Thursday, January 15, 2015

tachlit and tachlis

Today one of Israel's politicians began his election campaign using the word tachlis תכל'ס. Let's take a look at the history and meaning of the word.

Tachlis (or tachles) תכלס is the Yiddish form of the Hebrew tachlit תכלית. Tachlit comes from the root כלה - "cease" - and in the Bible meant "end" or "limit" (Iyov 26:10, 28:3, Nechemiah 3:21), "completeness" (Tehilim 139:22), and "purpose" (Iyov 11:7). The last meaning became the primary meaning in post-biblical Hebrew, with the additional connotations of "aim" and "intention". However, we do see the meaning of end used in poetry, such as the prayer Adon Olam, where God is described as being בלי תכלית bli tachlit. Clearly that doesn't mean that God is without purpose, but rather He is without an end or a limit. (That phrase is the punchline to one of my favorite Jewish jokes. Q: Who are the three cowboys in Adon Olam? A: Billy Reishit, Billy Tachlit and Kid Ruchee...)

Yiddish took the word tachlit and ended up with a different pronunciation than used in Sephardic and later modern Hebrew. The accent moved from the second to first syllable, and the dagesh-less tav was pronounced as "s" instead of "t". In Yiddish, the word might have still been spelled the same as in Hebrew, but in Modern Hebrew slang it took on its own identity by having a samech replace the final tav.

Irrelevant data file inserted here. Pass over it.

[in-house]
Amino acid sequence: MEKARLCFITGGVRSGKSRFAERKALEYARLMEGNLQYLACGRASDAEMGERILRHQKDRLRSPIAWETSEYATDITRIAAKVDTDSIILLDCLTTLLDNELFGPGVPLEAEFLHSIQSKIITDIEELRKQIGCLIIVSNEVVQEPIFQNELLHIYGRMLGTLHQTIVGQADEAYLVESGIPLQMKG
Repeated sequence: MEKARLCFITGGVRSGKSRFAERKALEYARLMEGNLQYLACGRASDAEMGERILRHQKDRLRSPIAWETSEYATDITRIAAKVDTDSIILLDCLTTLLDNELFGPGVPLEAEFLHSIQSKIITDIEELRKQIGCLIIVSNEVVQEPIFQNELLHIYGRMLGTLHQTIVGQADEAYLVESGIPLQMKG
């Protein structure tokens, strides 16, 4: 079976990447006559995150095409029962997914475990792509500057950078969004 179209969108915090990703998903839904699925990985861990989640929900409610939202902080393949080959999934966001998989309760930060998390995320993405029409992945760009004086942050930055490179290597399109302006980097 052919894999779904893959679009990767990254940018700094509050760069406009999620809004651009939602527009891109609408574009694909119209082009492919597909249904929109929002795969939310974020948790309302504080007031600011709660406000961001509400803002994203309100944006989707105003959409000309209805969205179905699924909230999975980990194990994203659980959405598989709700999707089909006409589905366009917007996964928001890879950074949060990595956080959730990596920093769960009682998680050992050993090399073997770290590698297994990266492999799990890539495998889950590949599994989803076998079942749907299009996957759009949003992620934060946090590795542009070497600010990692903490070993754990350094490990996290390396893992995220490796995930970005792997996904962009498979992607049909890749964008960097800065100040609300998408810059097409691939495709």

The meaning also changed. From the sense of "purpose" or "aim" in Hebrew, the Yiddish form tachlis started to mean "the main point" - and then took on the meaning "practical details", "bottom line", or "brass tacks". It even can have a more general sense of "true" or "actually". So you might say in a business meeting, "Let's talk tachlis", or if after trying to figure out what restaurant to go to, you might confess that, "Tachlis, I'm not that hungry." More recently, I've heard it used on it's own, as an expression of agreement (similar to the English "true that" or "right on!").  If one person said at a party, "It's pretty boring here" another might respond, "Tachlis".

While the word is slang in modern Hebrew (and there isn't even full agreement as to whether there's an apostrophe before the samech or not), it is rather ubiquitous in spoken Hebrew. The word tachlit is still used (something multipurpose is רב-תכליתי rav-tachliti), but many Israelis - particularly those who've never heard Hebrew spoken with the Ashkenazic pronunciation  - are actually surprised to hear that tachlis derives from tachlit. Other slang words that have gone through the Hebrew -> Yiddish -> Hebrew conversion, like chevra חבר'ה - "group of friends" and maiseh מ'עישה "story" - would be easier for Israelis to trace back, because the spelling has been more closely maintained.

Did I get to the tachlit of this post? Tachlis, I guess I did.

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